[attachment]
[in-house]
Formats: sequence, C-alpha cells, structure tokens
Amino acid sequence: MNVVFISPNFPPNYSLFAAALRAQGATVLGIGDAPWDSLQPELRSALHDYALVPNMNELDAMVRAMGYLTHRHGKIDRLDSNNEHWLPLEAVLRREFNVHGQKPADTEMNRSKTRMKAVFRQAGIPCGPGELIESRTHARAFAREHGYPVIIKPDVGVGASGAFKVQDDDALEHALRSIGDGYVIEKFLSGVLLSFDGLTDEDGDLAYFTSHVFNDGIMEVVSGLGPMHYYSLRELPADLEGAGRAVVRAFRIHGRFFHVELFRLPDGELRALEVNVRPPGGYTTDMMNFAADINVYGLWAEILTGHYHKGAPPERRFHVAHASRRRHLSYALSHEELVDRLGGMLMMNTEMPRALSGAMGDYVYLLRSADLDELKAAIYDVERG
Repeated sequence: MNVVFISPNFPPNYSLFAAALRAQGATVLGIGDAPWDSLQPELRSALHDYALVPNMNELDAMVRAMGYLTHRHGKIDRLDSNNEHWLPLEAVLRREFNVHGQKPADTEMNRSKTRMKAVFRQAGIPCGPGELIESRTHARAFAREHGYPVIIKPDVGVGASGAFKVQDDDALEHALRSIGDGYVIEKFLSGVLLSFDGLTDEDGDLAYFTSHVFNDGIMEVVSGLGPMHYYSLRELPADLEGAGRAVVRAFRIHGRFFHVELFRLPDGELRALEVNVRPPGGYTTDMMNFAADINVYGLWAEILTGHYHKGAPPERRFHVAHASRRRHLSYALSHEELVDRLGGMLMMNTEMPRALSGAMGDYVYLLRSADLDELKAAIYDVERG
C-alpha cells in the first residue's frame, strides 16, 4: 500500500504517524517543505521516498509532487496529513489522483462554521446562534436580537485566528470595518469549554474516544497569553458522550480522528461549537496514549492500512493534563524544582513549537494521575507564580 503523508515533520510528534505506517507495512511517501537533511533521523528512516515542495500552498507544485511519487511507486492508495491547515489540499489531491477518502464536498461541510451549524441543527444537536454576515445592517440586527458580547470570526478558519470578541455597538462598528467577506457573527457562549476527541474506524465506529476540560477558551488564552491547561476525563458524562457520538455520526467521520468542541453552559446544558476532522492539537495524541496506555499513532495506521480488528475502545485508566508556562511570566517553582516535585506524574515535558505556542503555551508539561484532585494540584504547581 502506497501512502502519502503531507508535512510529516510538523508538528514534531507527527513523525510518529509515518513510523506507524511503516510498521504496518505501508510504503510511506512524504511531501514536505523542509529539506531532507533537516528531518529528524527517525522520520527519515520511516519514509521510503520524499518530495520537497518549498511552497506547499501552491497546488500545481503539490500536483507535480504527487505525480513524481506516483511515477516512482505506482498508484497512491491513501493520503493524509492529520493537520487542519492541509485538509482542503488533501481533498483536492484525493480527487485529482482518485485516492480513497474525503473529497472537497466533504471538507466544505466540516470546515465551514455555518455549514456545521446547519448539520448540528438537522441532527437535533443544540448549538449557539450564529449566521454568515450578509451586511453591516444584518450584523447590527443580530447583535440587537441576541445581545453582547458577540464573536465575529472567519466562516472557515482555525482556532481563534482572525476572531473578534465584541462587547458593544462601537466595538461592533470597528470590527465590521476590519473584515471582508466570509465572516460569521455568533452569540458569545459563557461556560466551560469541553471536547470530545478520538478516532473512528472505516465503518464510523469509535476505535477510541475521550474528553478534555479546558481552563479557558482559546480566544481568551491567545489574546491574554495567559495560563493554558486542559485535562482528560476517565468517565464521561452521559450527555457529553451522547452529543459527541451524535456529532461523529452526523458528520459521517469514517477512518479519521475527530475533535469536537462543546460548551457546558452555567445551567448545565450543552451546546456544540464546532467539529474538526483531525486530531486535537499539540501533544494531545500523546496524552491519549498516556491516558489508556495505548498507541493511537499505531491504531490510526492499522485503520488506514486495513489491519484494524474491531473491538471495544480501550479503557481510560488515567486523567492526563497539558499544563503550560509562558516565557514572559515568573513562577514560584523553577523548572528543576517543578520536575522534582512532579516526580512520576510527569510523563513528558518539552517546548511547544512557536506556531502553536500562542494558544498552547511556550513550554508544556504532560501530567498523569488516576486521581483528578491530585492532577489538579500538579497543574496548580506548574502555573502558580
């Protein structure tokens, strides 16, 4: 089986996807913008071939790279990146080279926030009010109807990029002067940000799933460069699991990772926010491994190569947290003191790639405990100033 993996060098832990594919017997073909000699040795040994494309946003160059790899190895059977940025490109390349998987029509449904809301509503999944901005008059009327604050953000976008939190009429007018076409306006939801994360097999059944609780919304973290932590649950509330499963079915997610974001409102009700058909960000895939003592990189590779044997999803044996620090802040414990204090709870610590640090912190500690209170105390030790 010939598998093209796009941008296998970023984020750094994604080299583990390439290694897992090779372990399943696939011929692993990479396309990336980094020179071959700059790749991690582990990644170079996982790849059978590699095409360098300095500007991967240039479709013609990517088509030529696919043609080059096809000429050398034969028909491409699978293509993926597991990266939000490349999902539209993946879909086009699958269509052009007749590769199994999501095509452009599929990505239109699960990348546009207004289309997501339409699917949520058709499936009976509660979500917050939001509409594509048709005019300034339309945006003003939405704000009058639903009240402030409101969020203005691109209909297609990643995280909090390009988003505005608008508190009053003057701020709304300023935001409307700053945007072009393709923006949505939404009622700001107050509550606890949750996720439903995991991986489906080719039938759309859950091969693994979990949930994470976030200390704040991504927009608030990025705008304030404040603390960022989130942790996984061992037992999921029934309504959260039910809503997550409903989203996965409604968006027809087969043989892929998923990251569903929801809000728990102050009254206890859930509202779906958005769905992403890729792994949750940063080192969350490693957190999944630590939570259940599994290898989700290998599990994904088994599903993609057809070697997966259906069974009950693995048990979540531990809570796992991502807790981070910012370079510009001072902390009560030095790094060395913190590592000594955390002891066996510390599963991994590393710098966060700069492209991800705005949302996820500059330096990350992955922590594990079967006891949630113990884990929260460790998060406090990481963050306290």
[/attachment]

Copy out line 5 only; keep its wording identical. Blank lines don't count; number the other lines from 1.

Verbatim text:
C-alpha cells in the first residue's frame, strides 16, 4: 500500500504517524517543505521516498509532487496529513489522483462554521446562534436580537485566528470595518469549554474516544497569553458522550480522528461549537496514549492500512493534563524544582513549537494521575507564580 503523508515533520510528534505506517507495512511517501537533511533521523528512516515542495500552498507544485511519487511507486492508495491547515489540499489531491477518502464536498461541510451549524441543527444537536454576515445592517440586527458580547470570526478558519470578541455597538462598528467577506457573527457562549476527541474506524465506529476540560477558551488564552491547561476525563458524562457520538455520526467521520468542541453552559446544558476532522492539537495524541496506555499513532495506521480488528475502545485508566508556562511570566517553582516535585506524574515535558505556542503555551508539561484532585494540584504547581 502506497501512502502519502503531507508535512510529516510538523508538528514534531507527527513523525510518529509515518513510523506507524511503516510498521504496518505501508510504503510511506512524504511531501514536505523542509529539506531532507533537516528531518529528524527517525522520520527519515520511516519514509521510503520524499518530495520537497518549498511552497506547499501552491497546488500545481503539490500536483507535480504527487505525480513524481506516483511515477516512482505506482498508484497512491491513501493520503493524509492529520493537520487542519492541509485538509482542503488533501481533498483536492484525493480527487485529482482518485485516492480513497474525503473529497472537497466533504471538507466544505466540516470546515465551514455555518455549514456545521446547519448539520448540528438537522441532527437535533443544540448549538449557539450564529449566521454568515450578509451586511453591516444584518450584523447590527443580530447583535440587537441576541445581545453582547458577540464573536465575529472567519466562516472557515482555525482556532481563534482572525476572531473578534465584541462587547458593544462601537466595538461592533470597528470590527465590521476590519473584515471582508466570509465572516460569521455568533452569540458569545459563557461556560466551560469541553471536547470530545478520538478516532473512528472505516465503518464510523469509535476505535477510541475521550474528553478534555479546558481552563479557558482559546480566544481568551491567545489574546491574554495567559495560563493554558486542559485535562482528560476517565468517565464521561452521559450527555457529553451522547452529543459527541451524535456529532461523529452526523458528520459521517469514517477512518479519521475527530475533535469536537462543546460548551457546558452555567445551567448545565450543552451546546456544540464546532467539529474538526483531525486530531486535537499539540501533544494531545500523546496524552491519549498516556491516558489508556495505548498507541493511537499505531491504531490510526492499522485503520488506514486495513489491519484494524474491531473491538471495544480501550479503557481510560488515567486523567492526563497539558499544563503550560509562558516565557514572559515568573513562577514560584523553577523548572528543576517543578520536575522534582512532579516526580512520576510527569510523563513528558518539552517546548511547544512557536506556531502553536500562542494558544498552547511556550513550554508544556504532560501530567498523569488516576486521581483528578491530585492532577489538579500538579497543574496548580506548574502555573502558580